Table 1: Schematic overview of approach for directive and responsive programming
Gender equality resultsQuestions about each investment
Corporate Development Result (from Global Affairs Canada's Policy on Gender Equality)Elements of this result. The major types of outcomes for each gender equality result are outlined below. The assessment will categorize results achieved by Global Affairs Canada investments under these headings. See Tool 1(a) for illustrations of the types of reported results that would be assigned to each category. (Where an investment has results in more than one category, each should be rated separately.)Results in any of these areas? If yes, what was the result achieved?Evidence of results? (Qualitative and/or quantitative)Significance of results? Rating on the scale in Tool 1(b)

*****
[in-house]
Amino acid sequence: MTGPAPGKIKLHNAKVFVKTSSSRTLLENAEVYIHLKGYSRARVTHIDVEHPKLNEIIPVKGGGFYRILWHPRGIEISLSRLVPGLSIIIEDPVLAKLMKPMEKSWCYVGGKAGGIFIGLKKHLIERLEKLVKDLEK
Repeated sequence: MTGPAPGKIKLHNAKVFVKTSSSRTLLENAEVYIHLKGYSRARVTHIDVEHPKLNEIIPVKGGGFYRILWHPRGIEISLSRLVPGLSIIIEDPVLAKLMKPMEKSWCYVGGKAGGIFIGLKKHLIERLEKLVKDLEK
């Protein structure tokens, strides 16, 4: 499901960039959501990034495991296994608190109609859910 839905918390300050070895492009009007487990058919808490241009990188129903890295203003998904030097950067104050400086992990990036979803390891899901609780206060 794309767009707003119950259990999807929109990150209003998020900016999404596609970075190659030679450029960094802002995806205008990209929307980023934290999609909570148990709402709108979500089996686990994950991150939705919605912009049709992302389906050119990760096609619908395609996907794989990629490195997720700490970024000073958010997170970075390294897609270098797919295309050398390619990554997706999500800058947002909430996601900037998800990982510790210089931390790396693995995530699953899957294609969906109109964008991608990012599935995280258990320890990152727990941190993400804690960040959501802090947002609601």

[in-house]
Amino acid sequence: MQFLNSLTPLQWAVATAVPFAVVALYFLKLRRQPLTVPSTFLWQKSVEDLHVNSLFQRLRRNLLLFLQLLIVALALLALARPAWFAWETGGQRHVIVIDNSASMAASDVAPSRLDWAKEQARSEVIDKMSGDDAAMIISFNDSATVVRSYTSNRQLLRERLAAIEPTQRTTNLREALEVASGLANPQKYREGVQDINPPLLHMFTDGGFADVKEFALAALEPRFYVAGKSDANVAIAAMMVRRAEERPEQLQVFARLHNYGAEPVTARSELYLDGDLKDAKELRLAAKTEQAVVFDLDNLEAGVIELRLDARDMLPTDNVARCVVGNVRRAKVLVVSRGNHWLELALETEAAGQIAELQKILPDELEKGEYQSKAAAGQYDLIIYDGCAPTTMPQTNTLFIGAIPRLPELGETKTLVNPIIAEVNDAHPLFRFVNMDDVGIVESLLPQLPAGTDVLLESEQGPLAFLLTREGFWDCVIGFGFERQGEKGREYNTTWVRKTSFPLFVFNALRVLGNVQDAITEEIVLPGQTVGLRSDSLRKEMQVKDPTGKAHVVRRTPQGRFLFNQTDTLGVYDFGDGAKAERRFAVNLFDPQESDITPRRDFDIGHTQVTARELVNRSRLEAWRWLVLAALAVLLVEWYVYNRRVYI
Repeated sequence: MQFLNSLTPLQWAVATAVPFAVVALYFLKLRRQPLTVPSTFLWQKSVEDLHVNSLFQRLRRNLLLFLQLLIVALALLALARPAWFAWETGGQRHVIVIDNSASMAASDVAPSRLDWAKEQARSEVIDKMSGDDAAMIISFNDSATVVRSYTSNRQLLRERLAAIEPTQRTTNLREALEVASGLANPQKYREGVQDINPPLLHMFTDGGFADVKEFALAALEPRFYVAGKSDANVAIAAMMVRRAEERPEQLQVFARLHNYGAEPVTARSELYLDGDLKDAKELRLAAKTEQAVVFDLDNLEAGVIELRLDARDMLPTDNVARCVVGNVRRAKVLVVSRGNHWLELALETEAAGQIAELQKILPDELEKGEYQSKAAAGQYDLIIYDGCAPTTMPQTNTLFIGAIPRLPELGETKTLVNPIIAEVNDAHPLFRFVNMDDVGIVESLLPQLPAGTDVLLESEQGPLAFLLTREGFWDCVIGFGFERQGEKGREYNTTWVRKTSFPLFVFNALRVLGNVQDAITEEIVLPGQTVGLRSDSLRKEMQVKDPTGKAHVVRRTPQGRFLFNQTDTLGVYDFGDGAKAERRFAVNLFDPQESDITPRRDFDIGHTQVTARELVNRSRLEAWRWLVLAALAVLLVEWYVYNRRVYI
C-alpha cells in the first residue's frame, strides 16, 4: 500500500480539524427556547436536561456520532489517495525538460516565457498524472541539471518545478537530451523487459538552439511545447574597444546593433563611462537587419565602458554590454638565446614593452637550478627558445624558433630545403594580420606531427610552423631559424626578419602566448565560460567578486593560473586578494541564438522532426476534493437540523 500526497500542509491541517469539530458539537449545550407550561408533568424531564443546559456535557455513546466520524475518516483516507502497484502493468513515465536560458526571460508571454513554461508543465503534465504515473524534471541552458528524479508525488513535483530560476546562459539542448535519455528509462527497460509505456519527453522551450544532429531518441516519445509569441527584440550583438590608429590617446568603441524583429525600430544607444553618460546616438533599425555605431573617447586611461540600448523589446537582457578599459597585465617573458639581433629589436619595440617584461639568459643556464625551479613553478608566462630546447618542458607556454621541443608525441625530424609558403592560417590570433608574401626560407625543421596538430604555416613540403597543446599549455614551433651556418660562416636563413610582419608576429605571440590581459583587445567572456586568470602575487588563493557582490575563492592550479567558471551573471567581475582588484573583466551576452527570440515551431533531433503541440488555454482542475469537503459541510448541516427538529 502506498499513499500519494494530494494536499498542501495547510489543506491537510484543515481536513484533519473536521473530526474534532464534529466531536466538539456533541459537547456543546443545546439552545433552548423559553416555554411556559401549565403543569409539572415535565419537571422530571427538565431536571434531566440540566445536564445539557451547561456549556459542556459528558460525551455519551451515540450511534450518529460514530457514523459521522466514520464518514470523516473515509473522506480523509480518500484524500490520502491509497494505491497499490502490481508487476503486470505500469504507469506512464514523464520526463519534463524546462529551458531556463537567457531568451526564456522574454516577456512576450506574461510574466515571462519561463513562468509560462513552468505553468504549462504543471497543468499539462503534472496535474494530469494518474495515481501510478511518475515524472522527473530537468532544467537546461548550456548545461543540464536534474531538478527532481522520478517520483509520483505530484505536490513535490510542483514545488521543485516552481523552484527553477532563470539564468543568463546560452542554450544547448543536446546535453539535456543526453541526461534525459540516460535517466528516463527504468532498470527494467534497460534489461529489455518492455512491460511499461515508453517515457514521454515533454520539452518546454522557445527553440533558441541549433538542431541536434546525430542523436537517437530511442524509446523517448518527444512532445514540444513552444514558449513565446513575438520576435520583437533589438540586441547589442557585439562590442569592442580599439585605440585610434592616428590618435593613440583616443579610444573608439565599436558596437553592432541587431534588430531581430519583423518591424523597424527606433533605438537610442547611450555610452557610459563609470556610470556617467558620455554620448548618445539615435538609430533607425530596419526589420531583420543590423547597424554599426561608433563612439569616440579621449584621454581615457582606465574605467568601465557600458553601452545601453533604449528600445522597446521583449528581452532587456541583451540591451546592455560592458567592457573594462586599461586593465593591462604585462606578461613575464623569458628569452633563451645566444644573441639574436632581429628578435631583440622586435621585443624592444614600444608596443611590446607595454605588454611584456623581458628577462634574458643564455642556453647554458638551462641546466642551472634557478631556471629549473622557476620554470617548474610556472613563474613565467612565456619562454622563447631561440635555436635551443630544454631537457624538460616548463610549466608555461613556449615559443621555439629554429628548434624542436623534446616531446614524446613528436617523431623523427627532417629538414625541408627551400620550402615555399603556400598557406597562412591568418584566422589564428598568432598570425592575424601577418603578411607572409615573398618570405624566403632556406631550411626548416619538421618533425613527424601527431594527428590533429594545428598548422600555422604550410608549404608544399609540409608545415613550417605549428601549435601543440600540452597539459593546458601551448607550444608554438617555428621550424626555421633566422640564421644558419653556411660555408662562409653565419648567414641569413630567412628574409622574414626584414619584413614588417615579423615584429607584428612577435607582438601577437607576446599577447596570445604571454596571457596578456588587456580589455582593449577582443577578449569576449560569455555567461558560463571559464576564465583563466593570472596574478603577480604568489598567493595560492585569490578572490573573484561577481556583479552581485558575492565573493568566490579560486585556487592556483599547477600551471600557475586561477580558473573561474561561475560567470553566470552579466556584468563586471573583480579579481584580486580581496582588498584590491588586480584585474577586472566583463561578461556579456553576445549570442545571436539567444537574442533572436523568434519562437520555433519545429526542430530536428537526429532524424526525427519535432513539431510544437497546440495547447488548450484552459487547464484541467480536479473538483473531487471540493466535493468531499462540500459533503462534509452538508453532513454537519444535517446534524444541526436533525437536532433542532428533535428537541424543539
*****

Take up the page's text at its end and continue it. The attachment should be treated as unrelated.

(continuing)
Overall rating: see Tool 1(b)
1. Decision Making - More equal participation of women with men as decision makers in shaping the sustainable development of their societies.1.1 Capacity for public participation. Increased capacity of women and women's organizations for advocacy and for participation in public life and decision making.   
1.2 Representation among decision makers. Increased representation of women in democratic processes and in decision making positions in the partner institution, target sector, partner community.   
1.3 Household and individual decision making. More equal power relations between women and men at the household level, increased decision making capacity of individual women.   
2. Rights - Women and girls more able to realize their full human rights.2.1 Legal system. Strengthened promotion and protection of the human rights of women and girls in law and the action of police, prosecutors, judges, and courts.   
2.2 Public awareness. Increased knowledge and recognition by the general public (women and men) and decision makers of the human rights of women and girls.